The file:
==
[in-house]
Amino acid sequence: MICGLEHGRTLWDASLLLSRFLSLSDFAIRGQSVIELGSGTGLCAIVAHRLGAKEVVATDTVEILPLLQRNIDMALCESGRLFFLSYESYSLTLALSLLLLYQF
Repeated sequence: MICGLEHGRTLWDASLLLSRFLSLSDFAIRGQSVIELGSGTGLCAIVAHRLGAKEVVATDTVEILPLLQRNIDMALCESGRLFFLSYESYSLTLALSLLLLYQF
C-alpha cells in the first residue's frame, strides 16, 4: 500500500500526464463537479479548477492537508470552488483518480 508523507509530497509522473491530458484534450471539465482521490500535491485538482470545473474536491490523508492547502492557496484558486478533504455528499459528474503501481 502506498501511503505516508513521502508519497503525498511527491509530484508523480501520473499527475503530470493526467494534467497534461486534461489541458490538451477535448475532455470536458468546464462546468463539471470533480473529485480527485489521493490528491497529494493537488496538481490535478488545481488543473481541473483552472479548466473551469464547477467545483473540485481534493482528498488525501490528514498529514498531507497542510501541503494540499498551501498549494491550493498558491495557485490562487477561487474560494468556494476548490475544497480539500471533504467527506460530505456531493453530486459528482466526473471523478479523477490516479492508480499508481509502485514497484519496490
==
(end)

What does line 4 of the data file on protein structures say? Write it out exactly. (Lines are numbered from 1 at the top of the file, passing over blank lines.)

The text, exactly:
C-alpha cells in the first residue's frame, strides 16, 4: 500500500500526464463537479479548477492537508470552488483518480 508523507509530497509522473491530458484534450471539465482521490500535491485538482470545473474536491490523508492547502492557496484558486478533504455528499459528474503501481 502506498501511503505516508513521502508519497503525498511527491509530484508523480501520473499527475503530470493526467494534467497534461486534461489541458490538451477535448475532455470536458468546464462546468463539471470533480473529485480527485489521493490528491497529494493537488496538481490535478488545481488543473481541473483552472479548466473551469464547477467545483473540485481534493482528498488525501490528514498529514498531507497542510501541503494540499498551501498549494491550493498558491495557485490562487477561487474560494468556494476548490475544497480539500471533504467527506460530505456531493453530486459528482466526473471523478479523477490516479492508480499508481509502485514497484519496490